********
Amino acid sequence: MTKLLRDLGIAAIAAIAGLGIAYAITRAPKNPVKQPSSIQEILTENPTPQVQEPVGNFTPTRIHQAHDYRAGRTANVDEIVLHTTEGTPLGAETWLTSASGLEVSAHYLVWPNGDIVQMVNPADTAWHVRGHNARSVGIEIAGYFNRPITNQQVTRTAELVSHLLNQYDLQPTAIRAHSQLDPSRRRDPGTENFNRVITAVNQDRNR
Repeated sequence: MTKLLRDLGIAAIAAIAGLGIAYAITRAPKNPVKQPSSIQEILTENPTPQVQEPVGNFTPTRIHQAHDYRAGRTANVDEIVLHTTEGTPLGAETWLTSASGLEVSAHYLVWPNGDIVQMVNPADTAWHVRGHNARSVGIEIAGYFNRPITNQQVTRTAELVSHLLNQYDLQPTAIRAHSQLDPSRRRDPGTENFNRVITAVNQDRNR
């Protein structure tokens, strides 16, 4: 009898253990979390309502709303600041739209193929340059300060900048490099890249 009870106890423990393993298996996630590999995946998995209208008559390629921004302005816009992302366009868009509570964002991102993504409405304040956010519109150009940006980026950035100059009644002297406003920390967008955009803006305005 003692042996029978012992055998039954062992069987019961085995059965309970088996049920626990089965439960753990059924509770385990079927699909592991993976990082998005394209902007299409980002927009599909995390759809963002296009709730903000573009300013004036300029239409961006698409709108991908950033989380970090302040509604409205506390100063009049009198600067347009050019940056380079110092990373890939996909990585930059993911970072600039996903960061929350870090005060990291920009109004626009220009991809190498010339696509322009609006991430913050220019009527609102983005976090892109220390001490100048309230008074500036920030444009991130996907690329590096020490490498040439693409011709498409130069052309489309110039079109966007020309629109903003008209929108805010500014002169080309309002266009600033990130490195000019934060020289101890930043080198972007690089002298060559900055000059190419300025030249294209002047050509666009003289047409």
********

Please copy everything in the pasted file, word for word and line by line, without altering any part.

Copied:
Amino acid sequence: MTKLLRDLGIAAIAAIAGLGIAYAITRAPKNPVKQPSSIQEILTENPTPQVQEPVGNFTPTRIHQAHDYRAGRTANVDEIVLHTTEGTPLGAETWLTSASGLEVSAHYLVWPNGDIVQMVNPADTAWHVRGHNARSVGIEIAGYFNRPITNQQVTRTAELVSHLLNQYDLQPTAIRAHSQLDPSRRRDPGTENFNRVITAVNQDRNR
Repeated sequence: MTKLLRDLGIAAIAAIAGLGIAYAITRAPKNPVKQPSSIQEILTENPTPQVQEPVGNFTPTRIHQAHDYRAGRTANVDEIVLHTTEGTPLGAETWLTSASGLEVSAHYLVWPNGDIVQMVNPADTAWHVRGHNARSVGIEIAGYFNRPITNQQVTRTAELVSHLLNQYDLQPTAIRAHSQLDPSRRRDPGTENFNRVITAVNQDRNR
């Protein structure tokens, strides 16, 4: 009898253990979390309502709303600041739209193929340059300060900048490099890249 009870106890423990393993298996996630590999995946998995209208008559390629921004302005816009992302366009868009509570964002991102993504409405304040956010519109150009940006980026950035100059009644002297406003920390967008955009803006305005 003692042996029978012992055998039954062992069987019961085995059965309970088996049920626990089965439960753990059924509770385990079927699909592991993976990082998005394209902007299409980002927009599909995390759809963002296009709730903000573009300013004036300029239409961006698409709108991908950033989380970090302040509604409205506390100063009049009198600067347009050019940056380079110092990373890939996909990585930059993911970072600039996903960061929350870090005060990291920009109004626009220009991809190498010339696509322009609006991430913050220019009527609102983005976090892109220390001490100048309230008074500036920030444009991130996907690329590096020490490498040439693409011709498409130069052309489309110039079109966007020309629109903003008209929108805010500014002169080309309002266009600033990130490195000019934060020289101890930043080198972007690089002298060559900055000059190419300025030249294209002047050509666009003289047409």